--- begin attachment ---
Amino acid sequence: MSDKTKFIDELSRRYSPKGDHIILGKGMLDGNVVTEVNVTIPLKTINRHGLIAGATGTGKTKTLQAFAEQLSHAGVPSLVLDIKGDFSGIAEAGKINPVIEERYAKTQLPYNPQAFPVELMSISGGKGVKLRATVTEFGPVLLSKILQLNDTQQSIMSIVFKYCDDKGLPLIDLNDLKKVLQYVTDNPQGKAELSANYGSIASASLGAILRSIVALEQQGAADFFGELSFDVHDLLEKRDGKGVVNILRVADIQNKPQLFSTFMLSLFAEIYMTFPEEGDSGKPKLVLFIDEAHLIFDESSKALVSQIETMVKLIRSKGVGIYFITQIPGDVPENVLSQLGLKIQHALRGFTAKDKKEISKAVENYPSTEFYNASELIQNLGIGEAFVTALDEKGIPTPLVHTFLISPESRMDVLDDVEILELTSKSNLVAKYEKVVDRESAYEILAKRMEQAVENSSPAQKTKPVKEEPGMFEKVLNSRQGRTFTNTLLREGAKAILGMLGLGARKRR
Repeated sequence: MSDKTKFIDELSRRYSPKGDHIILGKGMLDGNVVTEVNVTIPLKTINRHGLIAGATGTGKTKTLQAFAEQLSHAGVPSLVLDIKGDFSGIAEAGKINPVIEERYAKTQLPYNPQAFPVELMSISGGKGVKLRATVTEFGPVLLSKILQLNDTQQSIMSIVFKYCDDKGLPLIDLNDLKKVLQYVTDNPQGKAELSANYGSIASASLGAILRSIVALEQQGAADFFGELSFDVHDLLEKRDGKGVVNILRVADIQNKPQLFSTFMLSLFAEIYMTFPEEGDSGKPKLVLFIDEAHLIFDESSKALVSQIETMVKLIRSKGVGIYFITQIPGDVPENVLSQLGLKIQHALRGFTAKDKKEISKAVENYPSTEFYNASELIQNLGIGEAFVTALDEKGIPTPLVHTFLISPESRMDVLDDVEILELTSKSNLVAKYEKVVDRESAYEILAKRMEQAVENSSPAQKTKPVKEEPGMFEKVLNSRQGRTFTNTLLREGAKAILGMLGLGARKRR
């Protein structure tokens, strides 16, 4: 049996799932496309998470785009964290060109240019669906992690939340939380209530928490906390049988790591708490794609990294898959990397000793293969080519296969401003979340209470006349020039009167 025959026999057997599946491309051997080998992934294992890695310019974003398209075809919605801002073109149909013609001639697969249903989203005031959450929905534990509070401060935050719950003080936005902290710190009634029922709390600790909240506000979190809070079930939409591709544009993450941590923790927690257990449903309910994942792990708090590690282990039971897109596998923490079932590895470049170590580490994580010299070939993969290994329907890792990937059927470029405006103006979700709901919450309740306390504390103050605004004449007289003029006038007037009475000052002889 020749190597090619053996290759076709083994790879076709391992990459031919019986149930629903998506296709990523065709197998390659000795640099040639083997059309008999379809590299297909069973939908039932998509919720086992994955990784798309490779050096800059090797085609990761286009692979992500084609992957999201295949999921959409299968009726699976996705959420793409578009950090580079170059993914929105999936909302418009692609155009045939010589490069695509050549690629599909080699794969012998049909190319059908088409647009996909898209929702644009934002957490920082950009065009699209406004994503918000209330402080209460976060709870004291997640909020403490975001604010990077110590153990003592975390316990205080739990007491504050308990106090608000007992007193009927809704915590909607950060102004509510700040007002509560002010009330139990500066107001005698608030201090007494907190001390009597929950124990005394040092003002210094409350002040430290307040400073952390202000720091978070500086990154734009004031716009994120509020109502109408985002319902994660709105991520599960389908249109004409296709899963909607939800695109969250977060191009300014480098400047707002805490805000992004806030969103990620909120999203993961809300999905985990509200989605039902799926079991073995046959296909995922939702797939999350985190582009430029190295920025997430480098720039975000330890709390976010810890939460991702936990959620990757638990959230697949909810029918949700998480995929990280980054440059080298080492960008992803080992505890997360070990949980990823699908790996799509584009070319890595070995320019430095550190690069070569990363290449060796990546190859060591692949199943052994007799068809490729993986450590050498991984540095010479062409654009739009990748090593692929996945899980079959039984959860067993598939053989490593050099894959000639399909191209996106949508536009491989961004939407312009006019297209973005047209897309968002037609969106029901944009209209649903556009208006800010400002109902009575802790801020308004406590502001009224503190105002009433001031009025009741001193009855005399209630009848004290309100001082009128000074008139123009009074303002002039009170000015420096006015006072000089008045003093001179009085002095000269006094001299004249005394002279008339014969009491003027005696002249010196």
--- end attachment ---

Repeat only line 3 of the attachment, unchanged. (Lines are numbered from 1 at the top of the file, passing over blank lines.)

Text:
């Protein structure tokens, strides 16, 4: 049996799932496309998470785009964290060109240019669906992690939340939380209530928490906390049988790591708490794609990294898959990397000793293969080519296969401003979340209470006349020039009167 025959026999057997599946491309051997080998992934294992890695310019974003398209075809919605801002073109149909013609001639697969249903989203005031959450929905534990509070401060935050719950003080936005902290710190009634029922709390600790909240506000979190809070079930939409591709544009993450941590923790927690257990449903309910994942792990708090590690282990039971897109596998923490079932590895470049170590580490994580010299070939993969290994329907890792990937059927470029405006103006979700709901919450309740306390504390103050605004004449007289003029006038007037009475000052002889 020749190597090619053996290759076709083994790879076709391992990459031919019986149930629903998506296709990523065709197998390659000795640099040639083997059309008999379809590299297909069973939908039932998509919720086992994955990784798309490779050096800059090797085609990761286009692979992500084609992957999201295949999921959409299968009726699976996705959420793409578009950090580079170059993914929105999936909302418009692609155009045939010589490069695509050549690629599909080699794969012998049909190319059908088409647009996909898209929702644009934002957490920082950009065009699209406004994503918000209330402080209460976060709870004291997640909020403490975001604010990077110590153990003592975390316990205080739990007491504050308990106090608000007992007193009927809704915590909607950060102004509510700040007002509560002010009330139990500066107001005698608030201090007494907190001390009597929950124990005394040092003002210094409350002040430290307040400073952390202000720091978070500086990154734009004031716009994120509020109502109408985002319902994660709105991520599960389908249109004409296709899963909607939800695109969250977060191009300014480098400047707002805490805000992004806030969103990620909120999203993961809300999905985990509200989605039902799926079991073995046959296909995922939702797939999350985190582009430029190295920025997430480098720039975000330890709390976010810890939460991702936990959620990757638990959230697949909810029918949700998480995929990280980054440059080298080492960008992803080992505890997360070990949980990823699908790996799509584009070319890595070995320019430095550190690069070569990363290449060796990546190859060591692949199943052994007799068809490729993986450590050498991984540095010479062409654009739009990748090593692929996945899980079959039984959860067993598939053989490593050099894959000639399909191209996106949508536009491989961004939407312009006019297209973005047209897309968002037609969106029901944009209209649903556009208006800010400002109902009575802790801020308004406590502001009224503190105002009433001031009025009741001193009855005399209630009848004290309100001082009128000074008139123009009074303002002039009170000015420096006015006072000089008045003093001179009085002095000269006094001299004249005394002279008339014969009491003027005696002249010196």